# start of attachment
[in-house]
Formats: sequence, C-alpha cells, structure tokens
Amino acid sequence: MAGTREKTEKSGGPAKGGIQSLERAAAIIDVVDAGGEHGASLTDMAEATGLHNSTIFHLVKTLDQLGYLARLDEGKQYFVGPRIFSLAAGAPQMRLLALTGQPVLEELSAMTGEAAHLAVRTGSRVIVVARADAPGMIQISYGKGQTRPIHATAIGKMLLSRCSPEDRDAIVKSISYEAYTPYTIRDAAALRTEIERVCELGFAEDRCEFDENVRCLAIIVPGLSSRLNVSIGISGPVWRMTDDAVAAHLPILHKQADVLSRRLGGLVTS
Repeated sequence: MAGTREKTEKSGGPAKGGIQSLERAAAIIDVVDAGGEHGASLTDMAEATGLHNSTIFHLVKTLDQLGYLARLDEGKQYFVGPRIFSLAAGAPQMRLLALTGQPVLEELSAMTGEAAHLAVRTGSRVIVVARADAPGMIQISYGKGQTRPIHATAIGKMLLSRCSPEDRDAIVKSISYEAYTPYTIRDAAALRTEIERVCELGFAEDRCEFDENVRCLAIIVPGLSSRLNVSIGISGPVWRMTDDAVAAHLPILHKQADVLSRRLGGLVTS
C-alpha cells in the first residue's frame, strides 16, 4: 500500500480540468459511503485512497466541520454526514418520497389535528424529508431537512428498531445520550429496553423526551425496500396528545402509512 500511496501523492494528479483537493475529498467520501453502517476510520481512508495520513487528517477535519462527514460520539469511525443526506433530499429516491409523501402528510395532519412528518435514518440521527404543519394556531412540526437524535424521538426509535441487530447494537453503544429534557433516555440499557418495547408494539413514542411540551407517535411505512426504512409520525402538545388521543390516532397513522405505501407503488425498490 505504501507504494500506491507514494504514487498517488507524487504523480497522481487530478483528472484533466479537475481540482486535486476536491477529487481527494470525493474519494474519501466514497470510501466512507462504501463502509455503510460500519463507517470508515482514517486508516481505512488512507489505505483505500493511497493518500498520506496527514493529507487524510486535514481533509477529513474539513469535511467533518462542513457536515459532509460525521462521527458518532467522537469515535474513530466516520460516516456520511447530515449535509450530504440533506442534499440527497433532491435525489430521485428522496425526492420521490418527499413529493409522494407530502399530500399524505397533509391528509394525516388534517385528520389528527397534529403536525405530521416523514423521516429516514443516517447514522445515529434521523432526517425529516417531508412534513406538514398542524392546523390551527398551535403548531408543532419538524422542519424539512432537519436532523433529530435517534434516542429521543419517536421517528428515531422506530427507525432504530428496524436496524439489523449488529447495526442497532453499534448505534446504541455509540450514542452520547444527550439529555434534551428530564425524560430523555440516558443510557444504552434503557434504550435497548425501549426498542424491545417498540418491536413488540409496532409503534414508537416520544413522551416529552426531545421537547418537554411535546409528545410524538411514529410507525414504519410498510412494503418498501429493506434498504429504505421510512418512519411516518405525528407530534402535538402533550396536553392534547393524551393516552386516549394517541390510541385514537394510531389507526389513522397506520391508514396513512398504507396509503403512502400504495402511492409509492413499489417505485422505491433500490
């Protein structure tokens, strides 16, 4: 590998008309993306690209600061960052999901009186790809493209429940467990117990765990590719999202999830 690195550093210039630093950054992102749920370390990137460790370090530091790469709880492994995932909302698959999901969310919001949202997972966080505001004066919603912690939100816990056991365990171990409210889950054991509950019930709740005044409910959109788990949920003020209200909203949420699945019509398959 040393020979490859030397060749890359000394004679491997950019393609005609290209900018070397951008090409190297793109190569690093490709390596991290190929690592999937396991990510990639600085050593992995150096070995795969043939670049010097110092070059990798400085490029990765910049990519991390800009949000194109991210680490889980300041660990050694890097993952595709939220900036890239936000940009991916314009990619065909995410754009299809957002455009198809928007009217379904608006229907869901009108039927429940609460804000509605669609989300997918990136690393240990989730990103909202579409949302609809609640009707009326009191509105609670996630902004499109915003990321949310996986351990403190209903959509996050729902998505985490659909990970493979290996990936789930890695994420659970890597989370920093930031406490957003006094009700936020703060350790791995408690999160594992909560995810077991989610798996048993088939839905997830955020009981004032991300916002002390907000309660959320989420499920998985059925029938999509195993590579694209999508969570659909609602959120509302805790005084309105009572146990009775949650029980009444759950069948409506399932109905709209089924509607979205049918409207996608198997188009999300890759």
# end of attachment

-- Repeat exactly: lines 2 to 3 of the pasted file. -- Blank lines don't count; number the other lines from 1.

Formats: sequence, C-alpha cells, structure tokens
Amino acid sequence: MAGTREKTEKSGGPAKGGIQSLERAAAIIDVVDAGGEHGASLTDMAEATGLHNSTIFHLVKTLDQLGYLARLDEGKQYFVGPRIFSLAAGAPQMRLLALTGQPVLEELSAMTGEAAHLAVRTGSRVIVVARADAPGMIQISYGKGQTRPIHATAIGKMLLSRCSPEDRDAIVKSISYEAYTPYTIRDAAALRTEIERVCELGFAEDRCEFDENVRCLAIIVPGLSSRLNVSIGISGPVWRMTDDAVAAHLPILHKQADVLSRRLGGLVTS